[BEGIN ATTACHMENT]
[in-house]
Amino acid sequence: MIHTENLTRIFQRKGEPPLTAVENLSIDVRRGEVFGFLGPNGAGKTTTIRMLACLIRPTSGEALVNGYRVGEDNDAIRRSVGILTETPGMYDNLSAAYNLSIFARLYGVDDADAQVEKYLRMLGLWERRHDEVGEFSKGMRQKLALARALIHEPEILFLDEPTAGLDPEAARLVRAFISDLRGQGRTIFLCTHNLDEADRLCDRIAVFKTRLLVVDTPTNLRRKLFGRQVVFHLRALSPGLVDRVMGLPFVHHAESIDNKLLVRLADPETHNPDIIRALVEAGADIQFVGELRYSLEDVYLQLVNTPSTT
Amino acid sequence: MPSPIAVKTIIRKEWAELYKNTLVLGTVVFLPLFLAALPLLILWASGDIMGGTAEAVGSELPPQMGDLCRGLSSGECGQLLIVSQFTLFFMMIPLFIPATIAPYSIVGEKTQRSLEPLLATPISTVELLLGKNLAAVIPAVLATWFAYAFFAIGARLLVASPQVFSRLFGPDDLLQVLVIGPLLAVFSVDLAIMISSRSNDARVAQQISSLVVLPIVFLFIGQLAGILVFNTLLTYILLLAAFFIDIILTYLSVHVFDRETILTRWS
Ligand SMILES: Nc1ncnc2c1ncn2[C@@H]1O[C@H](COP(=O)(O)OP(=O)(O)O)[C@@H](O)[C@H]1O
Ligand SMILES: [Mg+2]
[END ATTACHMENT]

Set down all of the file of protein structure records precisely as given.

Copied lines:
[in-house]
Amino acid sequence: MIHTENLTRIFQRKGEPPLTAVENLSIDVRRGEVFGFLGPNGAGKTTTIRMLACLIRPTSGEALVNGYRVGEDNDAIRRSVGILTETPGMYDNLSAAYNLSIFARLYGVDDADAQVEKYLRMLGLWERRHDEVGEFSKGMRQKLALARALIHEPEILFLDEPTAGLDPEAARLVRAFISDLRGQGRTIFLCTHNLDEADRLCDRIAVFKTRLLVVDTPTNLRRKLFGRQVVFHLRALSPGLVDRVMGLPFVHHAESIDNKLLVRLADPETHNPDIIRALVEAGADIQFVGELRYSLEDVYLQLVNTPSTT
Amino acid sequence: MPSPIAVKTIIRKEWAELYKNTLVLGTVVFLPLFLAALPLLILWASGDIMGGTAEAVGSELPPQMGDLCRGLSSGECGQLLIVSQFTLFFMMIPLFIPATIAPYSIVGEKTQRSLEPLLATPISTVELLLGKNLAAVIPAVLATWFAYAFFAIGARLLVASPQVFSRLFGPDDLLQVLVIGPLLAVFSVDLAIMISSRSNDARVAQQISSLVVLPIVFLFIGQLAGILVFNTLLTYILLLAAFFIDIILTYLSVHVFDRETILTRWS
Ligand SMILES: Nc1ncnc2c1ncn2[C@@H]1O[C@H](COP(=O)(O)OP(=O)(O)O)[C@@H](O)[C@H]1O
Ligand SMILES: [Mg+2]